AFAICS the thing missing is a leader. Someone to make a starting point
for the followers to make use of (not necessary inside of gentoo, I
believe it can always be integrated later if there are devs enough to
pick things up and integrate), a place for him to collect and keep list
and contact with interested people (also to keep "me too"-noise from
This does not even have to be a integrated gentoo solution, am I right?
Anybody having a hosting space could host a db with the
And the hosting one could let anyone he/she trusts write info to that
That db could be like "This vournable exists, these are the problems,
these are the workarounds/patches and there are no fixed kernel
versions/these kernel versions are fixed" where info could be updated as
they get along.
And anybody that has the time and skill could write a applications that
fetch info from this db about the currently running kernel and presents
the user with the text "No known vournables" or "These vournables
exists" with links to the information in the db about that advisory.
This way a user can run the application, get a message, read the
advisories and decide "I need to update to at least this version" or "I
do not need to update".
The thing needed after that is persons to keep this db up to date and
maybe bug devs to get fixed versions into portage.
But these people needs a central collection point where they could
"meet" and start moving things.
And anybody can bug any dev in bugzilla if a kernel is not fixed, but
the chances over-worked devs will notice and be more helpful if you are
more helpful with what, when and why this kernel thing should be fixed
(i.e. come well prepared).
tor 2008-02-21 klockan 11:16 +0800 skrev Eduardo Tongson:
> Alright how do we proceed to get this team started.
> On Thu, Feb 21, 2008 at 6:55 AM, Ned Ludd <email@example.com> wrote:
> > On Wed, 2008-02-20 at 13:59 -0500, Harlan Lieberman-Berg wrote:
> > > On Sunday 17 February 2008 23:12:35 Robert Buchholz wrote:
> > > > On Sunday, 17. February 2008, Eduardo Tongson wrote:
> > > > > What specific kernel knowledge is needed to get a Kernel advisory up
> > > > > and running ?
> > > >
> > > > Between becoming aware of a vulnerability in Linux and drafting an advisory
> > > > for one or all kernel sources comes the part where you review which
> > > > versions of which kernel sources are affected and unaffected. You also
> > > > need to pay attention to specifics of the added patchsets, which might
> > > > duplicate vulnerabilities.
> > > >
> > > > Parts of the job can indeed be done without Kernel and C knowledge, but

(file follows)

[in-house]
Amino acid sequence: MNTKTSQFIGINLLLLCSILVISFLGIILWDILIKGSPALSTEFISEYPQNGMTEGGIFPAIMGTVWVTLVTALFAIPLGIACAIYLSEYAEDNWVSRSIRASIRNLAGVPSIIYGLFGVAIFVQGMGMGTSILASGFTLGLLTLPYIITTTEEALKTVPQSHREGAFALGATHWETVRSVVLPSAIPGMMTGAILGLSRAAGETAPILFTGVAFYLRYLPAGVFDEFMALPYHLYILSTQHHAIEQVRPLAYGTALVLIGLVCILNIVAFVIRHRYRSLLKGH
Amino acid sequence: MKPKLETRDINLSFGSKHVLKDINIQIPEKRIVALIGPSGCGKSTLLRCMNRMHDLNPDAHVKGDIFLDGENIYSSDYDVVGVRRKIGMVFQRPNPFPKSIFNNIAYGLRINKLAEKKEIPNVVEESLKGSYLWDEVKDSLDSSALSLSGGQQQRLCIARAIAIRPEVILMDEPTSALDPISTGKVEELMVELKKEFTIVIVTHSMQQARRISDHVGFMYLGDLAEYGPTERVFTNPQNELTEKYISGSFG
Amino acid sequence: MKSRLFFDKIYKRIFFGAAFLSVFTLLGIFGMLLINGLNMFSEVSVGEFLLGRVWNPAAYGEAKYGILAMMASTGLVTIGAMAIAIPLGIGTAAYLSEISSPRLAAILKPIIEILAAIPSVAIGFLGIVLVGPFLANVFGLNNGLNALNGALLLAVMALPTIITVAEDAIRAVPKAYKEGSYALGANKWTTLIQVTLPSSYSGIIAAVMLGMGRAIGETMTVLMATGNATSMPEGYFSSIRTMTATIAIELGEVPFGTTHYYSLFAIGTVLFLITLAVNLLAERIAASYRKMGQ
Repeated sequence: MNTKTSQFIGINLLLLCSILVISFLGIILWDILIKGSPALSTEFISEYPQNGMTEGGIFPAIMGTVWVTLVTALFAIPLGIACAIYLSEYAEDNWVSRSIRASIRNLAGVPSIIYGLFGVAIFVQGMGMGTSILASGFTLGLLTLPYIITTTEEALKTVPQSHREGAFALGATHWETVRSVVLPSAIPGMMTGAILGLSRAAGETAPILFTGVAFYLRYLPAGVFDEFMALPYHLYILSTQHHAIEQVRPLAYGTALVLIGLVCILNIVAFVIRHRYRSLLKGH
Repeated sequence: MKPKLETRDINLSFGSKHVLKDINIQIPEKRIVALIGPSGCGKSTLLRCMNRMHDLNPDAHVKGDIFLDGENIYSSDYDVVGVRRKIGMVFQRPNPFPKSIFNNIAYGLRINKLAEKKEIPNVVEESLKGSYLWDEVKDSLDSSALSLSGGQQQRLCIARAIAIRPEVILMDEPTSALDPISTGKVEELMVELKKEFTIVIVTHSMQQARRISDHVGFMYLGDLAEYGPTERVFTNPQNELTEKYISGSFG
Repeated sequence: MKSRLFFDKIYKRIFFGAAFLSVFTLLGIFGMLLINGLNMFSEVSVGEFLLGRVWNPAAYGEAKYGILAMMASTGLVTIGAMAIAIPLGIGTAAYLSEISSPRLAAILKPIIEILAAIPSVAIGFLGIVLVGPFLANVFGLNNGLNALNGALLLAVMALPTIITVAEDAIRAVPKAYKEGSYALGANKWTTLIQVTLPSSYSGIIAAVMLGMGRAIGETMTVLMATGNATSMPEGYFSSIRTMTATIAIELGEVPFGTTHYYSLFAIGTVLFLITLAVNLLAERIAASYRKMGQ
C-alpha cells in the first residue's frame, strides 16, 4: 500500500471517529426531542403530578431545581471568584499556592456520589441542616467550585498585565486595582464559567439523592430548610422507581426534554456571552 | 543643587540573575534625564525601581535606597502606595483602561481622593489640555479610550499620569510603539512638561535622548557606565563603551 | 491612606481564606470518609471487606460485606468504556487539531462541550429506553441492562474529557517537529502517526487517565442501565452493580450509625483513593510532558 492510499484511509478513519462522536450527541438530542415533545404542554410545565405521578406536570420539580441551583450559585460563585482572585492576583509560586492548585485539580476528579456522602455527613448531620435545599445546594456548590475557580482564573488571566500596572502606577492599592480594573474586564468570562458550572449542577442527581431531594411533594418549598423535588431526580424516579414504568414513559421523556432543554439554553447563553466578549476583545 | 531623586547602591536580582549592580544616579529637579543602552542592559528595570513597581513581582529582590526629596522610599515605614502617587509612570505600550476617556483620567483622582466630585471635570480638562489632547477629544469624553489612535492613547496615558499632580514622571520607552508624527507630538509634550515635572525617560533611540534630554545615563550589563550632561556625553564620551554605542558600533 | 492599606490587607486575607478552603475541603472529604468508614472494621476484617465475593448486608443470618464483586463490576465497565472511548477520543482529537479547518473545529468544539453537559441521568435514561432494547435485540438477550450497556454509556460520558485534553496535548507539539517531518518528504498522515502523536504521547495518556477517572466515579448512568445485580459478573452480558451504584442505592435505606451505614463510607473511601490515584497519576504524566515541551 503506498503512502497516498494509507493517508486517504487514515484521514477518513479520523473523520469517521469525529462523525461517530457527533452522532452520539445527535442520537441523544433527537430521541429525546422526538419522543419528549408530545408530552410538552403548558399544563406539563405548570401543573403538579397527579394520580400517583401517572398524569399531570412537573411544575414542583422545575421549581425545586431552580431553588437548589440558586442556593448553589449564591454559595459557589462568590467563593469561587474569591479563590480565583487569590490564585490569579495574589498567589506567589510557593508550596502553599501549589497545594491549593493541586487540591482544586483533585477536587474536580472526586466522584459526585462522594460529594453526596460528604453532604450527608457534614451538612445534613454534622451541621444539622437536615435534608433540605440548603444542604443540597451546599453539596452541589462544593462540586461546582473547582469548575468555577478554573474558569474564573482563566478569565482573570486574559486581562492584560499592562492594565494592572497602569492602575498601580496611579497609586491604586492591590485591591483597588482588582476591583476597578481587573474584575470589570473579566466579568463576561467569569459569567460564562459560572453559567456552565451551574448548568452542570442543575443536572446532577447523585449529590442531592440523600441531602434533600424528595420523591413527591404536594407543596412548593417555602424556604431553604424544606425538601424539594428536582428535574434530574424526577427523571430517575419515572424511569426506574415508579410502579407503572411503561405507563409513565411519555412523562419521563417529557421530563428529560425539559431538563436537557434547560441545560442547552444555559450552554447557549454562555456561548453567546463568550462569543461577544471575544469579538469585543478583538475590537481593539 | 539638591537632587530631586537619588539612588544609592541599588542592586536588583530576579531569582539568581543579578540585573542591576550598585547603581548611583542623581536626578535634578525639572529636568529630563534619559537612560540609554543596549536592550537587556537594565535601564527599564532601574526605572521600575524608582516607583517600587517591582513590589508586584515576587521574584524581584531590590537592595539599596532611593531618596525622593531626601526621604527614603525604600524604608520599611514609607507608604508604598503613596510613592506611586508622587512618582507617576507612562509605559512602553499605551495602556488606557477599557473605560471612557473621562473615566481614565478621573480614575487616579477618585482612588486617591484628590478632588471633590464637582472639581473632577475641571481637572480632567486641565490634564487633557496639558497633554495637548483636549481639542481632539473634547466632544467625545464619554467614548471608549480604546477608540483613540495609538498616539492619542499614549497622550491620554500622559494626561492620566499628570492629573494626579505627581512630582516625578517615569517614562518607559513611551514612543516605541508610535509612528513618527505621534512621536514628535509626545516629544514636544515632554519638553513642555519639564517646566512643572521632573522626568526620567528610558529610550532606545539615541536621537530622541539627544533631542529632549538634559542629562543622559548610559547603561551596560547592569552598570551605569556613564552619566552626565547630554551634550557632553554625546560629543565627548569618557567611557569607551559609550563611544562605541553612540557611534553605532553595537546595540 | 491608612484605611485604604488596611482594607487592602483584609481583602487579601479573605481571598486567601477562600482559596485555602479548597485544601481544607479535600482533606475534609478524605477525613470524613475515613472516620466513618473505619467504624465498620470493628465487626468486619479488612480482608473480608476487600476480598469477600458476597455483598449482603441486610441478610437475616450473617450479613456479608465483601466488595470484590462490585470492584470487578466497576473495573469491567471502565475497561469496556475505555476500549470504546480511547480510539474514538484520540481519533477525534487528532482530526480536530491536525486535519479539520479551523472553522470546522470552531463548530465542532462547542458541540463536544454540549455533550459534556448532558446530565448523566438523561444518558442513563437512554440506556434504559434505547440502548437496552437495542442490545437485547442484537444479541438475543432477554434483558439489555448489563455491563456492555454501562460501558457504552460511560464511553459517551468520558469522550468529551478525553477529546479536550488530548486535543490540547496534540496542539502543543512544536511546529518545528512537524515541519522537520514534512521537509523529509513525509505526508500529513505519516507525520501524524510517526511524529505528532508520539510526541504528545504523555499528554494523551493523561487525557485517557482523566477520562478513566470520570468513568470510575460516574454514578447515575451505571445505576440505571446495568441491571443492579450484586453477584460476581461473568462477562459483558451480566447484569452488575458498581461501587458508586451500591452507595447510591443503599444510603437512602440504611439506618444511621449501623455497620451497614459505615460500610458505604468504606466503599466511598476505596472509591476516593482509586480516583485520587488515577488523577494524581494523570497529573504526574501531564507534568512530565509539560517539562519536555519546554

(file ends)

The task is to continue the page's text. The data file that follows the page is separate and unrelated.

> > > > some cannot. So if we draft a new kernel security *team*, people without C
> > > > and kernel knowledge are helpful -- some others need to have it, though.
> > > >
> > > > Robert
> > >
> > > To be honest, 99% of what is done in the kernel security team can be done with
> > > no C knowledge at all.
> > >
> > > I'm not an expert C person - far from it - but I eventually became the head of
> > > Kernel Security until I retired a few months ago.
> > >
> > > Most of it is bug handling. The major problem is a social, not a technical
> > > one. Because of the manner in which our kernels are organized, a single
> > > vulnerability involves checking upstream version numbers, coordinating them
> > > into our downstream version numbers for all sources, checking to see if the
> > > sources are effected, figuring out who to CC for the bugs, then harassing
> > > them until they do it.
> > >
> > > Unlike other security sources, any attempt to hardmask the package is shutdown
> > > instantly. The chaos that would result from a kernel hardmask, even one of
> > > the lesser used ones, caused me to only successfully order one over my entire
> > > career in Gentoo Kernsec... even though more around 30 would have been
> > > needed. It is not infrequently that bugs will last six months without any
> > > action coming about them, and users are blissfully unaware.
> > >
> > > I am happy to give my input as the former head of Kernel Security, but it is
> > > my personal opinion that any advances in kernel security will require the
> > > full cooperation of security, and letting the head of kernel security be able
> > > to actually enforce threats, as that seems to be the only way bugs ever get
> > > resolved. Pleading didn't work - I tried.
> > >
> > > -Harlan Lieberman-Berg
> > > Gentoo Developer Emeritus
> > Every word of what you said is painfully true. The only way to
> > accomplish this would be with an Iron Fist(fail) or a team of ~15 guys
> > who do nothing but patch and push new kernels and the PR that goes along
> > with them every few days.
> > --
> > Ned Ludd <firstname.lastname@example.org>
> > --
> > email@example.com mailing list